We then moved into the studio where the frames are restored, repaired and reconstructed. Judy introduced herself as the part-time part of the team, the other half, so to speak was absent on maternity leave at this time. A small team dealing with not only the framing element but also involved in the preparation of paintings going on loan and being shipped abroad. Ensuring they are ‘fit to travel’ as well as making sure they will survive in the gallery they are being loaned to. They are cleverly provided with their own ‘vacuum packed capsule’ within the glass and the frame. More about this below.
Judy had just completed the frame for Deep Sea Fishing by James Clarke Hook (1819-1907) – it is now ready to go on loan to the Bulldog Trust ( http://www.twotempleplace.org/) for ‘Amongst Heroes: The Artist in Working Cornwall’ exhibtion. Harriet went on to explain that the painting had been water damaged which had caused shrinkage, in turn this had created a ‘tented’ effect of the paint on the canvas, rather like little ripples to you and I! This had now been ’retarded’ and would no longer ‘distract’ the viewer by getting worse. The work had also undergone cleaning. A ‘new’ frame has been used circa 1950’s, there is no record of the original.
John Gilbert’s paintings are all in frames as chosen by the artist. The gallery has a considerable collection of his works, as gifted by him and later by his brother. All framed by Dolman* framemakers.
Judy mentioned Alma Tadema also designed all his frames for his paintings, alas not all his paintings sport them, and the gallery would just love to have the resources and time to reframe the paintings to his original design – how different they would look in their ‘bespoke’ frames !
Another painting with an interesting ‘frame’ story is John Gilbert’s Ego et Rex Meus - 1888. The frame was in such bad condition it had been 80% reconstructed. Most of it made from scratch using existing patterns/style of Dolman frames and remaking a moulded frame. A brilliant reconstruction made on the premises, such skill. Take a closer look at it the next time your visit the gallery.
A question was asked regarding the Sunderland Frame surrounding Sir John Wyndham (London Gallery) - originally gilded. Had it been painted over in black? Judy explained that over time gilding fades, especially in harsh modern lighting and wears away. An expensive repair job if you have twenty two frames to be re-gilded so in the C19th some of the frames were painted over in bronze paint, this oxidises over time and darkens, goes brown. The strips of gilding you see in the top right hand corner of the frame was a ‘test’ by conservators to see how the gilt may have been applied originally.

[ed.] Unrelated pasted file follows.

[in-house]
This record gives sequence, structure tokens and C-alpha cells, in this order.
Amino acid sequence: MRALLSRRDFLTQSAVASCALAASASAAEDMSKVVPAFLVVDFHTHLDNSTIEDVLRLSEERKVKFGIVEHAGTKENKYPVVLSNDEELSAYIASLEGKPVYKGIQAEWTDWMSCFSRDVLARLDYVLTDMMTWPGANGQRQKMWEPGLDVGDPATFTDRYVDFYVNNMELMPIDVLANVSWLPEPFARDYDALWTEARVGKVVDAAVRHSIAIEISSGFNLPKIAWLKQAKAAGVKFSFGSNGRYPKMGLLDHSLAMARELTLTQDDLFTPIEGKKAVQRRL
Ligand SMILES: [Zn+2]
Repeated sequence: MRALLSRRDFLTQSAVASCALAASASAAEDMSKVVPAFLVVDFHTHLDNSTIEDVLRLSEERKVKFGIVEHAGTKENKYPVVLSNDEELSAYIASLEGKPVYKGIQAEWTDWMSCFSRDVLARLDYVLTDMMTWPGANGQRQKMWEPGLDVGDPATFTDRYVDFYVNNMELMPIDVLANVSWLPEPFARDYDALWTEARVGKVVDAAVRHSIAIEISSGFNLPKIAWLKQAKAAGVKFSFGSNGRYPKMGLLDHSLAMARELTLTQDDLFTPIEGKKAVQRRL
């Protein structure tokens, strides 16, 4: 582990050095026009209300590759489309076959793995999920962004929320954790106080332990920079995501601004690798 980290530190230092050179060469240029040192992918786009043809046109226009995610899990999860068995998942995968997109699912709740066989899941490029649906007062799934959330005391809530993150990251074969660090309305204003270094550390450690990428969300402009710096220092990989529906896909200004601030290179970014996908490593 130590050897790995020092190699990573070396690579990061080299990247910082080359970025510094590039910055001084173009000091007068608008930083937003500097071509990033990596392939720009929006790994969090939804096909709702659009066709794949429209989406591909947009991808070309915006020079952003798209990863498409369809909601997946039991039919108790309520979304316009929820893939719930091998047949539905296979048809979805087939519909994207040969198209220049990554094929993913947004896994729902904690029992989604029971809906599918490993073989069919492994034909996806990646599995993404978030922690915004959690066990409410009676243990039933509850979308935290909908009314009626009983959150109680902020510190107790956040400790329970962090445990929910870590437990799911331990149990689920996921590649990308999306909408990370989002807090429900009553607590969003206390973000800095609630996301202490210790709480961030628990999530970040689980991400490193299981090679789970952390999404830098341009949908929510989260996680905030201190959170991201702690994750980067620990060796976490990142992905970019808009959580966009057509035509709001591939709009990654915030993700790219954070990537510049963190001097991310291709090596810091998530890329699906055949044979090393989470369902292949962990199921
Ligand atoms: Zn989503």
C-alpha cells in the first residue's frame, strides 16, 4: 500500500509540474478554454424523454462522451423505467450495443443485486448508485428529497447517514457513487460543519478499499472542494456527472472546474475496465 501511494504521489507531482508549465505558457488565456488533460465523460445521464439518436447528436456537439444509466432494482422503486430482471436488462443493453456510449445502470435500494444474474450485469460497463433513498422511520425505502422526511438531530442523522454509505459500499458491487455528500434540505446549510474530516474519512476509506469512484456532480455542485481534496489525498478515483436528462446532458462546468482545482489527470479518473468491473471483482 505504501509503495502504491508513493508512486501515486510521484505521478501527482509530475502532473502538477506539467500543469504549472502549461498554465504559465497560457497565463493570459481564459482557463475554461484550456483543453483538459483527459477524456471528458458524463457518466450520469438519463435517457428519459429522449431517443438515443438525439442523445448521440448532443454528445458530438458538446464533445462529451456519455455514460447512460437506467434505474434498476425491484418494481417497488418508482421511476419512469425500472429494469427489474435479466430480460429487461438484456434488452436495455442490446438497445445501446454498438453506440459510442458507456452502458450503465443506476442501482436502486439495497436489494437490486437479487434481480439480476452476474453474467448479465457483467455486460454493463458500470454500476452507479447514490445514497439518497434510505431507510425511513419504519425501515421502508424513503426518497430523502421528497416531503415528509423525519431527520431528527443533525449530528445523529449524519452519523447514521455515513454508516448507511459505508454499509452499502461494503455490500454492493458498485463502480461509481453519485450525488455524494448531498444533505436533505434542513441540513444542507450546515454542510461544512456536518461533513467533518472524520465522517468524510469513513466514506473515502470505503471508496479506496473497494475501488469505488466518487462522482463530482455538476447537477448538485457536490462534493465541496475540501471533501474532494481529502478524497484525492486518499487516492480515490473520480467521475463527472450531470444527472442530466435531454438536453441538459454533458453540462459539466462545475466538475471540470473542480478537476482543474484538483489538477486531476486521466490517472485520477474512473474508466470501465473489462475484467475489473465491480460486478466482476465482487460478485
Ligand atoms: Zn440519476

|All sealed up 'fit to travel'|
Photo: Peter Sander
As mentioned previously paintings going out on loan are protected by a ‘sealed capsule’ so they can withstand changes in temperature and moisture. On our way out we saw Heart of Empire by Niels Muller Lund all sealed in with a weighty 41 kilo laminated glass (ordered from Germany) to the front, a polyester membrane which controls the temperature within and around the painting and silver backing and tape to keep it vacuum packed. The painting has of course been beautifully cleaned and is ready to travel to Yale in the U.S.A . It will be flown out shortly with a courier, a conservationist from one of the many galleries in the UK will accompany it (a shared scheme nationally as a cost saving strategy).
Please note the Eve of St Agnes William Holman Hunt is now on tour, first to Moscow and then to Washington, should be back by the end of August.
|Eve of St Agnes - On Tour|
(c) Guildhall Art Gallery
Special thanks to the Conservation Department at the Guildhall Art Gallery for our visit arranged by CLGLA.
*http://npg.org.uk/research/conservation/directory-of-british-framemakers/ – search under Criswick & Dolman 1853-76
MissB will be taking a Guided Tour of the Gallery on Thursday 7th February at 11.00am. You can book on Eventbrite via Footprints of London http://footprintsoflondon.com/.